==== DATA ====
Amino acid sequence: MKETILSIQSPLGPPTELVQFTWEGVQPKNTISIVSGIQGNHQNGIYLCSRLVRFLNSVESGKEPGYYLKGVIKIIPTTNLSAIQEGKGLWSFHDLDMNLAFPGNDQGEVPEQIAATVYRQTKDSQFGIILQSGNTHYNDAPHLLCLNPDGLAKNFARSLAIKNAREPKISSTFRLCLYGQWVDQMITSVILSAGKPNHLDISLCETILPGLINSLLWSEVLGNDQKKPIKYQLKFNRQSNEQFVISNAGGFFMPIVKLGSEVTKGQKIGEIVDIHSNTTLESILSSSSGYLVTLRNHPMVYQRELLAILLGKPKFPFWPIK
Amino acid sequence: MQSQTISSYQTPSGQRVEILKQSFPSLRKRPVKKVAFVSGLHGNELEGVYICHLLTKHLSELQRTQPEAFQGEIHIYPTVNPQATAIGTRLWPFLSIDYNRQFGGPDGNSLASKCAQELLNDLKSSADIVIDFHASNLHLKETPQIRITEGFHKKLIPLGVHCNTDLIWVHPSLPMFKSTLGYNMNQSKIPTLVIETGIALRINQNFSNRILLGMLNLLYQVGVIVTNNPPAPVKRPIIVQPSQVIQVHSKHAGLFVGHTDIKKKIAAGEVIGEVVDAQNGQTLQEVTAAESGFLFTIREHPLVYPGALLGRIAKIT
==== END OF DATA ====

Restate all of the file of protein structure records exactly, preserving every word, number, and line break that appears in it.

Amino acid sequence: MKETILSIQSPLGPPTELVQFTWEGVQPKNTISIVSGIQGNHQNGIYLCSRLVRFLNSVESGKEPGYYLKGVIKIIPTTNLSAIQEGKGLWSFHDLDMNLAFPGNDQGEVPEQIAATVYRQTKDSQFGIILQSGNTHYNDAPHLLCLNPDGLAKNFARSLAIKNAREPKISSTFRLCLYGQWVDQMITSVILSAGKPNHLDISLCETILPGLINSLLWSEVLGNDQKKPIKYQLKFNRQSNEQFVISNAGGFFMPIVKLGSEVTKGQKIGEIVDIHSNTTLESILSSSSGYLVTLRNHPMVYQRELLAILLGKPKFPFWPIK
Amino acid sequence: MQSQTISSYQTPSGQRVEILKQSFPSLRKRPVKKVAFVSGLHGNELEGVYICHLLTKHLSELQRTQPEAFQGEIHIYPTVNPQATAIGTRLWPFLSIDYNRQFGGPDGNSLASKCAQELLNDLKSSADIVIDFHASNLHLKETPQIRITEGFHKKLIPLGVHCNTDLIWVHPSLPMFKSTLGYNMNQSKIPTLVIETGIALRINQNFSNRILLGMLNLLYQVGVIVTNNPPAPVKRPIIVQPSQVIQVHSKHAGLFVGHTDIKKKIAAGEVIGEVVDAQNGQTLQEVTAAESGFLFTIREHPLVYPGALLGRIAKIT